Featured Research

from universities, journals, and other organizations

Mystery Of Horse Domestication Solved?

Date:
April 24, 2009
Source:
Forschungsverbund Berlin e.V. (FVB)
Summary:
Wild horses were domesticated in the Ponto-Caspian steppe region (today Russia, Kazakhstan, Ukraine, Romania) in the 3rd millennium B.C. Despite the pivotal role horses have played in the history of human societies, the process of their domestication is not well understood. In a new study, scientists have unraveled the mystery of the domestication of the horse.

Wild horses running in the desert mountains of Kazakhstan.
Credit: iStockphoto/Maxim Petrichuk

Wild horses were domesticated in the Ponto-Caspian steppe region (today Russia, Kazakhstan, Ukraine, Romania) in the 3rd millennium B.C. Despite the pivotal role horses have played in the history of human societies, the process of their domestication is not well understood.

In a new study published in the scientific journal Science, an analysis by German researchers from the Leibniz Institute for Zoo and Wildlife Research, Berlin, the German Archaeological Institute, the Humboldt University Berlin, the Max Planck Institute of Evolutionary Anthropology, Leipzig, in cooperation with American and Spanish scientists, has unravelled the mystery about the domestication of the horse.

Based on ancient DNA spanning the time between the Late Pleistocene and the Middle Ages, targeting nuclear genes responsible for coat colorations allows to shed light on the timing and place of horse domestication. Furthermore the study demonstrates how rapid the number of colorations increased as one result of the domestication. As well, it shows very clearly that the huge variability of coloration in domestic horses which can be observed today is a result of selective breeding by ancient farmers.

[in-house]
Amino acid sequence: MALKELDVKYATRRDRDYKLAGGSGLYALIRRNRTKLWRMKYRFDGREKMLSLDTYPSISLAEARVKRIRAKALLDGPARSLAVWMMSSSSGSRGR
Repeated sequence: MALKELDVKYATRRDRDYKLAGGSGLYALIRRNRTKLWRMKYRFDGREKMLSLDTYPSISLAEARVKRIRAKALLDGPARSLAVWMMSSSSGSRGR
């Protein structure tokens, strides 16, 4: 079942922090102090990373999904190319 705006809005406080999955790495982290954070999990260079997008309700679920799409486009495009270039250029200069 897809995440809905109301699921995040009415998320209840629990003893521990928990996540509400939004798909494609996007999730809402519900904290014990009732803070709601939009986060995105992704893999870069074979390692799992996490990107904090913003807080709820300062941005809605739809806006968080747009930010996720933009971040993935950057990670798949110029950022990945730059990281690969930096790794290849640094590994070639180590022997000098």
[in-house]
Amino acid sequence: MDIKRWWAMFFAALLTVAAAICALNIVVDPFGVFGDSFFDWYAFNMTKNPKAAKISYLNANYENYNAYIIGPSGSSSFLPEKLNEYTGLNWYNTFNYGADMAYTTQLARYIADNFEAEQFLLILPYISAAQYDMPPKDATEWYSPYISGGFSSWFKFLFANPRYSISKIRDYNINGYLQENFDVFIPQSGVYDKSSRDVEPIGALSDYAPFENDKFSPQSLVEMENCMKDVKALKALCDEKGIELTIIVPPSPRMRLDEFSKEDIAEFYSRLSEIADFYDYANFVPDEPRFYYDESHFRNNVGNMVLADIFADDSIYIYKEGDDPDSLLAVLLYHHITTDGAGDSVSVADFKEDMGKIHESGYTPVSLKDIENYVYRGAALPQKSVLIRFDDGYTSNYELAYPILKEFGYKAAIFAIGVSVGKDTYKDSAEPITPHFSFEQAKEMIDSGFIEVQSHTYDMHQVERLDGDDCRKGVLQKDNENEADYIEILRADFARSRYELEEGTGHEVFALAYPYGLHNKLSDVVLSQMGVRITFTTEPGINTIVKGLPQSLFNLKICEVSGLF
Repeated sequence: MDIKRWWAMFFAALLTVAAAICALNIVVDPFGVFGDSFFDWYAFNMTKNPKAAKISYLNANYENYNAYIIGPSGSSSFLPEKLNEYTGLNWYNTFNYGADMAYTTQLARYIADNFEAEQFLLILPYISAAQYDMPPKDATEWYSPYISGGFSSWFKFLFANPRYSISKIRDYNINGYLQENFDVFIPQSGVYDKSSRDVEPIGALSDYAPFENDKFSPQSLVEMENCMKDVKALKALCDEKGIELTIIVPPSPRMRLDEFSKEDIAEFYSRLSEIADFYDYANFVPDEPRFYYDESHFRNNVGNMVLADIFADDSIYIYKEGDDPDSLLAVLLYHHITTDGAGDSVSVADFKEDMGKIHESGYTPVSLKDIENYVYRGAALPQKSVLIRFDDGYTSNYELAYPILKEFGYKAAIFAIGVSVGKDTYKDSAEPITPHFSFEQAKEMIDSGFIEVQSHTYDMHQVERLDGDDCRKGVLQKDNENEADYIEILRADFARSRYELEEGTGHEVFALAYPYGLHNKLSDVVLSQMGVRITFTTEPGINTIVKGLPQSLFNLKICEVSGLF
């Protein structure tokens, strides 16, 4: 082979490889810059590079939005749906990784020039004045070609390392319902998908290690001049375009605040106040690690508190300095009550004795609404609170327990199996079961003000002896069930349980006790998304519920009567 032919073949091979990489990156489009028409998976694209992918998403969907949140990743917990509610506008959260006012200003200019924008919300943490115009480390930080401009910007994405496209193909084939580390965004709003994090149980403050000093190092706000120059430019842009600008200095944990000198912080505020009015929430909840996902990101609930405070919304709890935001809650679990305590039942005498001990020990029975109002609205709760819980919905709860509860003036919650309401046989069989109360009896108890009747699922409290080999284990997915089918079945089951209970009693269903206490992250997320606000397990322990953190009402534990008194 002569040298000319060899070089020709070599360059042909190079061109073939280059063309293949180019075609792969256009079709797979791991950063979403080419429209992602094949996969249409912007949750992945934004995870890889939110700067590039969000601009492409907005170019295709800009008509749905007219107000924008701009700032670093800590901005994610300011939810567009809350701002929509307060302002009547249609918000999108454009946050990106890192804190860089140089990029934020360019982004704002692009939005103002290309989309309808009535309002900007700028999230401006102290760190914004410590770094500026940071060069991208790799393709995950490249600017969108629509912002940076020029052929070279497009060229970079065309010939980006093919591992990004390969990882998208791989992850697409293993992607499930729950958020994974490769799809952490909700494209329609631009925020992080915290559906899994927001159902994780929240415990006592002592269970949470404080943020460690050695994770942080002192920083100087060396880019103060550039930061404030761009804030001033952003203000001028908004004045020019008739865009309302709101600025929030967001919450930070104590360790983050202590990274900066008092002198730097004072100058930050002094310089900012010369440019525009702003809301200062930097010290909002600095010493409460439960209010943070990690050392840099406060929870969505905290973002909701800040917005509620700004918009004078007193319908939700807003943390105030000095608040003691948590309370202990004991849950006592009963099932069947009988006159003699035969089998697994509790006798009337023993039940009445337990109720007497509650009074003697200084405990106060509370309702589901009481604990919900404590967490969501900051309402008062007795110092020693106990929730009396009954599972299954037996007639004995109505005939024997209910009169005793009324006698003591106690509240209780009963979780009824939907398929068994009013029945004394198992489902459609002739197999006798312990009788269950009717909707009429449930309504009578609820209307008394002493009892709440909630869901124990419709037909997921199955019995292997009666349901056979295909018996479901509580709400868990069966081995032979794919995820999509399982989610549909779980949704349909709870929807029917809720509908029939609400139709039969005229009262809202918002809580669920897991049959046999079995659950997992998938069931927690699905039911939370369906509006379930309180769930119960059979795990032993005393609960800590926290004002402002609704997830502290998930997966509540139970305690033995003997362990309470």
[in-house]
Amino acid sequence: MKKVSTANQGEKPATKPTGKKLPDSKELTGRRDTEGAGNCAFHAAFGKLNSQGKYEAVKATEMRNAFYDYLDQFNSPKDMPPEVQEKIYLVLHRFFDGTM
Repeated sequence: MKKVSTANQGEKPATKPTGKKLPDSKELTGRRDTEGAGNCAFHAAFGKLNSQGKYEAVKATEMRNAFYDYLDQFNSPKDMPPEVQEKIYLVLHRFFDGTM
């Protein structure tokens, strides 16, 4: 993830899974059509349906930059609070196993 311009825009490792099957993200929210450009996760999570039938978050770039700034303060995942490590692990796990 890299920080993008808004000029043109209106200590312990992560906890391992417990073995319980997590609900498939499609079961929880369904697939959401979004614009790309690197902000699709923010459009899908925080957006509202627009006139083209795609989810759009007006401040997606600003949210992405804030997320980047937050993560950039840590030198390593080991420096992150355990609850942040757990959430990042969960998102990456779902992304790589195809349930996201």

Our modern human societies were founded on the Neolithic revolution, which was the transformation of wild plants and animals into domestic ones available for human nutrition. Within all domestic animals, no other species has had such a significant impact on the warfare, transportation and communication capabilities of human societies as the horse.

For many millennia, horses were linked to human history changing societies on a continent-wide scale, be it with Alexander the Great’s or Genghis Khan’s armies invading most of Asia and Eastern Europe or Francis Pizarro destroying the Inca Empire with about 30 mounted warriors. The horse was a costly and prestigious animal in all times, featured in gifts from one sovereign to another as a nobleman’s mark.


Story Source:

The above story is based on materials provided by Forschungsverbund Berlin e.V. (FVB). Note: Materials may be edited for content and length.


Journal Reference:

  1. Arne Ludwig, Melanie Pruvost, Monika Reissmann, Norbert Benecke, Gudrun A. Brockmann, Pedro Castaρos, Michael Cieslak, Sebastian Lippold, Laura Llorente, Anna-Sapfo Malaspinas, Montgomery Slatkin, and Michael Hofreiter. Coat Color Variation at the Beginning of Horse Domestication. Science, 2009; 324 (5926): 485 DOI: 10.1126/science.1172750

Cite This Page:

Forschungsverbund Berlin e.V. (FVB). "Mystery Of Horse Domestication Solved?." ScienceDaily. ScienceDaily, 24 April 2009. <www.sciencedaily.com/releases/2009/04/090423142541.htm>.